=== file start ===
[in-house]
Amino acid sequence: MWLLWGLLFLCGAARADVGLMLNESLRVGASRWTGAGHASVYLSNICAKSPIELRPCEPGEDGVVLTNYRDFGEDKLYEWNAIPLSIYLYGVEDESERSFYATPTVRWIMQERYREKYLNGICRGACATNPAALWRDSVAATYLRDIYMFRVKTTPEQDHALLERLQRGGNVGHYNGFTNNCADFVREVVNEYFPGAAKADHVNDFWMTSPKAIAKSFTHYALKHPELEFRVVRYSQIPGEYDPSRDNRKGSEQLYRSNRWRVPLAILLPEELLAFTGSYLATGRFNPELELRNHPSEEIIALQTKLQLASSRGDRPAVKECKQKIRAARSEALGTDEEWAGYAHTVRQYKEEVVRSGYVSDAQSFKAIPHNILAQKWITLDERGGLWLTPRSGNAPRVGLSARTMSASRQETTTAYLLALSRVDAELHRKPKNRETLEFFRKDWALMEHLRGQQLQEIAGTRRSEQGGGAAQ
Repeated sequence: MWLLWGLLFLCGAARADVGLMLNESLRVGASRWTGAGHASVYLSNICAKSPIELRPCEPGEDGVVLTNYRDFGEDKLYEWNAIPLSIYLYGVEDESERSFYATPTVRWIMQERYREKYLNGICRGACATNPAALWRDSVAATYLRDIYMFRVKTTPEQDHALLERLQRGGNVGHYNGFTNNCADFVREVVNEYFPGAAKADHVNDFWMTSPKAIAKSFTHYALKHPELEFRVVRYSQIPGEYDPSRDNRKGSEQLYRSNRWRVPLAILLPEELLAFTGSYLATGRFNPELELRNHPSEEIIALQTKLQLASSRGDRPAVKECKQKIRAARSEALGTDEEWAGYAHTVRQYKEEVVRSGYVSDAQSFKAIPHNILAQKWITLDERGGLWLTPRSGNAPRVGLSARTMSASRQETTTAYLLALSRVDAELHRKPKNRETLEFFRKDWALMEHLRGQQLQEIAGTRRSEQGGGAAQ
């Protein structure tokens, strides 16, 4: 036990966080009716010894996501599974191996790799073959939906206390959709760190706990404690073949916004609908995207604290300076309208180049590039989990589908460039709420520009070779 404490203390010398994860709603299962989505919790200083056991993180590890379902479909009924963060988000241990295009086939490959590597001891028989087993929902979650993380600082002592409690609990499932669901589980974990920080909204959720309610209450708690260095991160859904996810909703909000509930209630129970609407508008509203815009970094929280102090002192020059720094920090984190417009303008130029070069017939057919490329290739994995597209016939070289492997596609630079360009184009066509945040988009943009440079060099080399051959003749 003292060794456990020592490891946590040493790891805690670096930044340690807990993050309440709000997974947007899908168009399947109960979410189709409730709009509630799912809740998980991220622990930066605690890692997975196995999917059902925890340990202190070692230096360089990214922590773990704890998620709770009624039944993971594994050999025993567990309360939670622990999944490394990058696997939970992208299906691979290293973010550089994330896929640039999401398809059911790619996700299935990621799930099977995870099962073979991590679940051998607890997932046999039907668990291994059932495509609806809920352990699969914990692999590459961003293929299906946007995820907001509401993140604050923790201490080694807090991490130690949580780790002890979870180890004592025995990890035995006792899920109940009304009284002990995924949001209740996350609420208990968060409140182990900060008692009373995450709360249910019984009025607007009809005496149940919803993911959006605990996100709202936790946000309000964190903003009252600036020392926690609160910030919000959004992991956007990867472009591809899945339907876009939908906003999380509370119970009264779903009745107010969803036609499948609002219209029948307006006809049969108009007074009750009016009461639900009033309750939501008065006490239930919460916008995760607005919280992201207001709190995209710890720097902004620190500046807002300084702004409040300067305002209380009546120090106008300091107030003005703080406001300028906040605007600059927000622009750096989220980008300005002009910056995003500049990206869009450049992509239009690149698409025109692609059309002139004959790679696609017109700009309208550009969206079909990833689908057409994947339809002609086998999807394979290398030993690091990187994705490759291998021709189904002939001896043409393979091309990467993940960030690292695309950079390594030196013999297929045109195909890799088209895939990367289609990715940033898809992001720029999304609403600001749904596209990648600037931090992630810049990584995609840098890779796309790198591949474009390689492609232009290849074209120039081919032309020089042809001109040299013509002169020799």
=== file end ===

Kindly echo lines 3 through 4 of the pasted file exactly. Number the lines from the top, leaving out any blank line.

Repeated sequence: MWLLWGLLFLCGAARADVGLMLNESLRVGASRWTGAGHASVYLSNICAKSPIELRPCEPGEDGVVLTNYRDFGEDKLYEWNAIPLSIYLYGVEDESERSFYATPTVRWIMQERYREKYLNGICRGACATNPAALWRDSVAATYLRDIYMFRVKTTPEQDHALLERLQRGGNVGHYNGFTNNCADFVREVVNEYFPGAAKADHVNDFWMTSPKAIAKSFTHYALKHPELEFRVVRYSQIPGEYDPSRDNRKGSEQLYRSNRWRVPLAILLPEELLAFTGSYLATGRFNPELELRNHPSEEIIALQTKLQLASSRGDRPAVKECKQKIRAARSEALGTDEEWAGYAHTVRQYKEEVVRSGYVSDAQSFKAIPHNILAQKWITLDERGGLWLTPRSGNAPRVGLSARTMSASRQETTTAYLLALSRVDAELHRKPKNRETLEFFRKDWALMEHLRGQQLQEIAGTRRSEQGGGAAQ
């Protein structure tokens, strides 16, 4: 036990966080009716010894996501599974191996790799073959939906206390959709760190706990404690073949916004609908995207604290300076309208180049590039989990589908460039709420520009070779 404490203390010398994860709603299962989505919790200083056991993180590890379902479909009924963060988000241990295009086939490959590597001891028989087993929902979650993380600082002592409690609990499932669901589980974990920080909204959720309610209450708690260095991160859904996810909703909000509930209630129970609407508008509203815009970094929280102090002192020059720094920090984190417009303008130029070069017939057919490329290739994995597209016939070289492997596609630079360009184009066509945040988009943009440079060099080399051959003749 003292060794456990020592490891946590040493790891805690670096930044340690807990993050309440709000997974947007899908168009399947109960979410189709409730709009509630799912809740998980991220622990930066605690890692997975196995999917059902925890340990202190070692230096360089990214922590773990704890998620709770009624039944993971594994050999025993567990309360939670622990999944490394990058696997939970992208299906691979290293973010550089994330896929640039999401398809059911790619996700299935990621799930099977995870099962073979991590679940051998607890997932046999039907668990291994059932495509609806809920352990699969914990692999590459961003293929299906946007995820907001509401993140604050923790201490080694807090991490130690949580780790002890979870180890004592025995990890035995006792899920109940009304009284002990995924949001209740996350609420208990968060409140182990900060008692009373995450709360249910019984009025607007009809005496149940919803993911959006605990996100709202936790946000309000964190903003009252600036020392926690609160910030919000959004992991956007990867472009591809899945339907876009939908906003999380509370119970009264779903009745107010969803036609499948609002219209029948307006006809049969108009007074009750009016009461639900009033309750939501008065006490239930919460916008995760607005919280992201207001709190995209710890720097902004620190500046807002300084702004409040300067305002209380009546120090106008300091107030003005703080406001300028906040605007600059927000622009750096989220980008300005002009910056995003500049990206869009450049992509239009690149698409025109692609059309002139004959790679696609017109700009309208550009969206079909990833689908057409994947339809002609086998999807394979290398030993690091990187994705490759291998021709189904002939001896043409393979091309990467993940960030690292695309950079390594030196013999297929045109195909890799088209895939990367289609990715940033898809992001720029999304609403600001749904596209990648600037931090992630810049990584995609840098890779796309790198591949474009390689492609232009290849074209120039081919032309020089042809001109040299013509002169020799």